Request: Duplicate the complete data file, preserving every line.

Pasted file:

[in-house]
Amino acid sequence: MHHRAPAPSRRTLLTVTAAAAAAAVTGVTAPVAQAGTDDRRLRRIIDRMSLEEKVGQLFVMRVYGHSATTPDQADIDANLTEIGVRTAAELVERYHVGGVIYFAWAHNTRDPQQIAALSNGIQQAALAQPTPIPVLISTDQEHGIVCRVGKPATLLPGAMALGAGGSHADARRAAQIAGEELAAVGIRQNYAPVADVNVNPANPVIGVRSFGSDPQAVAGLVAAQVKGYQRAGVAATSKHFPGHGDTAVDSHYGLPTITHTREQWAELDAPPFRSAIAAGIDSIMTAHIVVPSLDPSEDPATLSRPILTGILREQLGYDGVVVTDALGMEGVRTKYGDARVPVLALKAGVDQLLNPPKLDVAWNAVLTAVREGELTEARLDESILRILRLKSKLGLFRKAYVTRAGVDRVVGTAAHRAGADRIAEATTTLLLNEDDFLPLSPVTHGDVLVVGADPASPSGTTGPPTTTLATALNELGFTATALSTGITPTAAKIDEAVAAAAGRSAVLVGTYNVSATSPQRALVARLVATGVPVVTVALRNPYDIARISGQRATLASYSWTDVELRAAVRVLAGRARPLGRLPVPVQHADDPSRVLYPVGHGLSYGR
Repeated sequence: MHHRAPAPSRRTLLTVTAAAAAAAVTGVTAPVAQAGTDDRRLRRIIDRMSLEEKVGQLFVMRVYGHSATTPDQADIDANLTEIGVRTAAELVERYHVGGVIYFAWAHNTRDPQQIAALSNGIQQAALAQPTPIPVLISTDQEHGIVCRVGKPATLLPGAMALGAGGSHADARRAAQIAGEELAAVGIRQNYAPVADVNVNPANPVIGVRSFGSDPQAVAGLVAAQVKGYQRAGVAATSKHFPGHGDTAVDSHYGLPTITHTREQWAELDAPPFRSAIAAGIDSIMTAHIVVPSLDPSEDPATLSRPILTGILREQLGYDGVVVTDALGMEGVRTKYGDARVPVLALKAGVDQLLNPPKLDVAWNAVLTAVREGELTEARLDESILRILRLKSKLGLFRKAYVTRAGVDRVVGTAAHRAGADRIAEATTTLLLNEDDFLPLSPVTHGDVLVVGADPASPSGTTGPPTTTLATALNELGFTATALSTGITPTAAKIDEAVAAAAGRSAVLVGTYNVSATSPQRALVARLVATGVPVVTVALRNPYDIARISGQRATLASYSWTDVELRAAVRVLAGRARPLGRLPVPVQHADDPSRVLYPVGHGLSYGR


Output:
[in-house]
Amino acid sequence: MHHRAPAPSRRTLLTVTAAAAAAAVTGVTAPVAQAGTDDRRLRRIIDRMSLEEKVGQLFVMRVYGHSATTPDQADIDANLTEIGVRTAAELVERYHVGGVIYFAWAHNTRDPQQIAALSNGIQQAALAQPTPIPVLISTDQEHGIVCRVGKPATLLPGAMALGAGGSHADARRAAQIAGEELAAVGIRQNYAPVADVNVNPANPVIGVRSFGSDPQAVAGLVAAQVKGYQRAGVAATSKHFPGHGDTAVDSHYGLPTITHTREQWAELDAPPFRSAIAAGIDSIMTAHIVVPSLDPSEDPATLSRPILTGILREQLGYDGVVVTDALGMEGVRTKYGDARVPVLALKAGVDQLLNPPKLDVAWNAVLTAVREGELTEARLDESILRILRLKSKLGLFRKAYVTRAGVDRVVGTAAHRAGADRIAEATTTLLLNEDDFLPLSPVTHGDVLVVGADPASPSGTTGPPTTTLATALNELGFTATALSTGITPTAAKIDEAVAAAAGRSAVLVGTYNVSATSPQRALVARLVATGVPVVTVALRNPYDIARISGQRATLASYSWTDVELRAAVRVLAGRARPLGRLPVPVQHADDPSRVLYPVGHGLSYGR
Repeated sequence: MHHRAPAPSRRTLLTVTAAAAAAAVTGVTAPVAQAGTDDRRLRRIIDRMSLEEKVGQLFVMRVYGHSATTPDQADIDANLTEIGVRTAAELVERYHVGGVIYFAWAHNTRDPQQIAALSNGIQQAALAQPTPIPVLISTDQEHGIVCRVGKPATLLPGAMALGAGGSHADARRAAQIAGEELAAVGIRQNYAPVADVNVNPANPVIGVRSFGSDPQAVAGLVAAQVKGYQRAGVAATSKHFPGHGDTAVDSHYGLPTITHTREQWAELDAPPFRSAIAAGIDSIMTAHIVVPSLDPSEDPATLSRPILTGILREQLGYDGVVVTDALGMEGVRTKYGDARVPVLALKAGVDQLLNPPKLDVAWNAVLTAVREGELTEARLDESILRILRLKSKLGLFRKAYVTRAGVDRVVGTAAHRAGADRIAEATTTLLLNEDDFLPLSPVTHGDVLVVGADPASPSGTTGPPTTTLATALNELGFTATALSTGITPTAAKIDEAVAAAAGRSAVLVGTYNVSATSPQRALVARLVATGVPVVTVALRNPYDIARISGQRATLASYSWTDVELRAAVRVLAGRARPLGRLPVPVQHADDPSRVLYPVGHGLSYGR